Effect of Polymer Brush Architecture on Antibiofouling Properties

Gesine Gunkel, Marie Weinhart, Tobias Becherer, Rainer Haag, Wilhelm T. S. Huck— 2011

Polymer brushes show great promise in next-generation antibiofouling surfaces. Here, we have studied the influence of polymer brush architecture on protein resistance. By carefully optimizing reaction conditions, we were able to polymerize oligoglycerol-based brushes with sterically demanding linear or dendronized side chains on gold surfaces. Protein adsorption from serum and plasma was analyzed by surface plasmon resonance. Our findings reveal a pronounced dependence of biofouling on brush architecture. Bulky yet flexible side chains as in dendronized brushes provide an ideal environment to repel protein—possibly through formation of a hydration layer, which can be further enhanced by presenting free hydroxyl groups on the polymer brushes. A deeper understanding of how brush architecture influences protein resistance will ultimately enable fabrication of surface coatings tailored to specific requirements in biomedical applications.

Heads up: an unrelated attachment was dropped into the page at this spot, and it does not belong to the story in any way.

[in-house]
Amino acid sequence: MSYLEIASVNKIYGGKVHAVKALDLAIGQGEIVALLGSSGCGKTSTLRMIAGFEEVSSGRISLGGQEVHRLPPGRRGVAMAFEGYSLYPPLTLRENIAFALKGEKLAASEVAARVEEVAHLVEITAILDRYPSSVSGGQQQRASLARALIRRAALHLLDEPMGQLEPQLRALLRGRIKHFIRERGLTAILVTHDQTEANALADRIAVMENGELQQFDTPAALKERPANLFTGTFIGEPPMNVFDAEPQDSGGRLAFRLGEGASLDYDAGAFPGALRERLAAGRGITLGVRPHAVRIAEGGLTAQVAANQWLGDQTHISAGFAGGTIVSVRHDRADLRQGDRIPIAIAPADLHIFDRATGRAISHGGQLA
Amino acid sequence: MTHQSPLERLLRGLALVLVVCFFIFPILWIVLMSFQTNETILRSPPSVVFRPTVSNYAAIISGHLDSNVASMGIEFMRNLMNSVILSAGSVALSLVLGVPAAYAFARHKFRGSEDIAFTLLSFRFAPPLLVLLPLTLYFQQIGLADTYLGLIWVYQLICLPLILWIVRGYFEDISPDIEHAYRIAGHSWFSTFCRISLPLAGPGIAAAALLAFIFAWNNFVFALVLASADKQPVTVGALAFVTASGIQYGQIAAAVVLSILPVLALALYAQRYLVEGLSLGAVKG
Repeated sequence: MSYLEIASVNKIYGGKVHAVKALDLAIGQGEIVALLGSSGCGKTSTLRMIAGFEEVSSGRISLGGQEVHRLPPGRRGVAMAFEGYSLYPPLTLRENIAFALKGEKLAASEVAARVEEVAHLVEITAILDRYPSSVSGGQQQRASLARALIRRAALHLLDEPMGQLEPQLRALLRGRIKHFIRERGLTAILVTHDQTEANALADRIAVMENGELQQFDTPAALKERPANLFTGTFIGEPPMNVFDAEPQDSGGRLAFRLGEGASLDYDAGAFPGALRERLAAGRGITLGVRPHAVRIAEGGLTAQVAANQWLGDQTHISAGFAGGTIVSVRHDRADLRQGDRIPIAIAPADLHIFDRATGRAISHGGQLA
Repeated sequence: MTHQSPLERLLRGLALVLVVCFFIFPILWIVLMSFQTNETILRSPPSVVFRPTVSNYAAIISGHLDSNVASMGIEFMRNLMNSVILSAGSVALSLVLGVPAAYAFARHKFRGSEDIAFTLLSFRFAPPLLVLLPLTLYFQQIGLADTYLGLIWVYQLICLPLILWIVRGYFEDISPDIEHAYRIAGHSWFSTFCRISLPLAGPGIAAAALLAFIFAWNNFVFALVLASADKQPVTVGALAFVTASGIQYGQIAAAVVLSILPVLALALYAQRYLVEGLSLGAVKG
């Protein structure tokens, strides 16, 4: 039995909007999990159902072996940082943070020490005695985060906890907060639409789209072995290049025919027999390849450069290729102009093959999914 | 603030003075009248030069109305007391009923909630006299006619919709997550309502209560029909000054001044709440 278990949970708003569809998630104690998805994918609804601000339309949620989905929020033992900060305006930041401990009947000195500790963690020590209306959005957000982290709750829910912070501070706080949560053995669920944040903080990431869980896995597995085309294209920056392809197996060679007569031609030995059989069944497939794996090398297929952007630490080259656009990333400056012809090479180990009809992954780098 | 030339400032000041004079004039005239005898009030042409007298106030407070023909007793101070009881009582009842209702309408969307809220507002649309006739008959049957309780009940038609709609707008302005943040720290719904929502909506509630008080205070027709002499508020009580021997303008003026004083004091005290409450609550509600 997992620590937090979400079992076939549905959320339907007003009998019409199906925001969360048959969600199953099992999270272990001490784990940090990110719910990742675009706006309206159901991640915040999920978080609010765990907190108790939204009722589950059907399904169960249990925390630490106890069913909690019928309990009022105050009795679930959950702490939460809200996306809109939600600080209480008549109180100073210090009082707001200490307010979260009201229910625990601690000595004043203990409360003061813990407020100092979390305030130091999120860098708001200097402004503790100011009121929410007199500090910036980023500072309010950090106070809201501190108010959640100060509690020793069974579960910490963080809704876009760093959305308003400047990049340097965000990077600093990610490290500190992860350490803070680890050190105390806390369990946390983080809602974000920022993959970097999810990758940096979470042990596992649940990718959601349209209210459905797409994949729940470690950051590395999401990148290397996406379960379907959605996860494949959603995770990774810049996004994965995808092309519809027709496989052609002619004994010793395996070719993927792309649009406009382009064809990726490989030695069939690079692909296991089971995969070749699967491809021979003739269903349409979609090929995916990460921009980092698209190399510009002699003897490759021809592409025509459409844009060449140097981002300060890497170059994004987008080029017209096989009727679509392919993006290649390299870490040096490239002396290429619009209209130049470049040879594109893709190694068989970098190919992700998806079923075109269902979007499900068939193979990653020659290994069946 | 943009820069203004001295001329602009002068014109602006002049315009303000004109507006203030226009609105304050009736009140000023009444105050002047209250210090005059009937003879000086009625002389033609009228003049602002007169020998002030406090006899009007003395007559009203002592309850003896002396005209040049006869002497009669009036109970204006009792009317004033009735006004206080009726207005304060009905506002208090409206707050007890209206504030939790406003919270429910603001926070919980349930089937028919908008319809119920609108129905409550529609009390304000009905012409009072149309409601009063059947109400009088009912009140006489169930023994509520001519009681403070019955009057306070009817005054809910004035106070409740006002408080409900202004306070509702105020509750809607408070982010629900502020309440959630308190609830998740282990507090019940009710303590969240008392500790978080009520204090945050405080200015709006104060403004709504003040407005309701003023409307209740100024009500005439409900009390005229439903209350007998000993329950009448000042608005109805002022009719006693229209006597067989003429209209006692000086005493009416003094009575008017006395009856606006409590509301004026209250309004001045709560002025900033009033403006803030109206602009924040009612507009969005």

TitleEffect of Polymer Brush Architecture on Antibiofouling Properties
AuthorGesine Gunkel, Marie Weinhart, Tobias Becherer, Rainer Haag, Wilhelm T. S. Huck
PublisherACS
Date20110920
IdentifierDOI: 10.1021/bm200943m
Source(s)
CitationBiomacromolecules, 2011, 12 (11), 4169–4172.
Languageeng
TypeText